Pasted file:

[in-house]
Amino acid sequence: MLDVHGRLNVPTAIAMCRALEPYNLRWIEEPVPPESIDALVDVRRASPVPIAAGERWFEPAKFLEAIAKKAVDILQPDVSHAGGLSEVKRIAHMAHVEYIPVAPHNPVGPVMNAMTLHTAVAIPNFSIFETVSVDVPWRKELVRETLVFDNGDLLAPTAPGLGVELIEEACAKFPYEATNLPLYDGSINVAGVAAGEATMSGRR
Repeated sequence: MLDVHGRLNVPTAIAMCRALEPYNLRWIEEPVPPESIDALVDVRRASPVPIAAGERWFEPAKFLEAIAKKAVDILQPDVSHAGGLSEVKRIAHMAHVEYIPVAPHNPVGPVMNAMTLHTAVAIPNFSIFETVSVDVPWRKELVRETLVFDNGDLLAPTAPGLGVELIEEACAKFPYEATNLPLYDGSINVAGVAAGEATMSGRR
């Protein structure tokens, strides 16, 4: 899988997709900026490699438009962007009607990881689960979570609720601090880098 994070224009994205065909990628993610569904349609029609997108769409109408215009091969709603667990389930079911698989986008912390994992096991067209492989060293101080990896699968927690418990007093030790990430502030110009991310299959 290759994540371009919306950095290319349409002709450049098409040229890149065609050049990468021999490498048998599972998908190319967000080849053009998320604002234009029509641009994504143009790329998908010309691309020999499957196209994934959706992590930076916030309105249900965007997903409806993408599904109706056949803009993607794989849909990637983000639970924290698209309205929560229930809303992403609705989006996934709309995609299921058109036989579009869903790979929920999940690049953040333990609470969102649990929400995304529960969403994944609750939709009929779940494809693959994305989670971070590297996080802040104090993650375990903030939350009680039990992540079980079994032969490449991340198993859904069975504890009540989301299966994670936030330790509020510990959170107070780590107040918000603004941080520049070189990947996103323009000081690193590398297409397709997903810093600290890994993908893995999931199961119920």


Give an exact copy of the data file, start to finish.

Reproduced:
[in-house]
Amino acid sequence: MLDVHGRLNVPTAIAMCRALEPYNLRWIEEPVPPESIDALVDVRRASPVPIAAGERWFEPAKFLEAIAKKAVDILQPDVSHAGGLSEVKRIAHMAHVEYIPVAPHNPVGPVMNAMTLHTAVAIPNFSIFETVSVDVPWRKELVRETLVFDNGDLLAPTAPGLGVELIEEACAKFPYEATNLPLYDGSINVAGVAAGEATMSGRR
Repeated sequence: MLDVHGRLNVPTAIAMCRALEPYNLRWIEEPVPPESIDALVDVRRASPVPIAAGERWFEPAKFLEAIAKKAVDILQPDVSHAGGLSEVKRIAHMAHVEYIPVAPHNPVGPVMNAMTLHTAVAIPNFSIFETVSVDVPWRKELVRETLVFDNGDLLAPTAPGLGVELIEEACAKFPYEATNLPLYDGSINVAGVAAGEATMSGRR
């Protein structure tokens, strides 16, 4: 899988997709900026490699438009962007009607990881689960979570609720601090880098 994070224009994205065909990628993610569904349609029609997108769409109408215009091969709603667990389930079911698989986008912390994992096991067209492989060293101080990896699968927690418990007093030790990430502030110009991310299959 290759994540371009919306950095290319349409002709450049098409040229890149065609050049990468021999490498048998599972998908190319967000080849053009998320604002234009029509641009994504143009790329998908010309691309020999499957196209994934959706992590930076916030309105249900965007997903409806993408599904109706056949803009993607794989849909990637983000639970924290698209309205929560229930809303992403609705989006996934709309995609299921058109036989579009869903790979929920999940690049953040333990609470969102649990929400995304529960969403994944609750939709009929779940494809693959994305989670971070590297996080802040104090993650375990903030939350009680039990992540079980079994032969490449991340198993859904069975504890009540989301299966994670936030330790509020510990959170107070780590107040918000603004941080520049070189990947996103323009000081690193590398297409397709997903810093600290890994993908893995999931199961119920």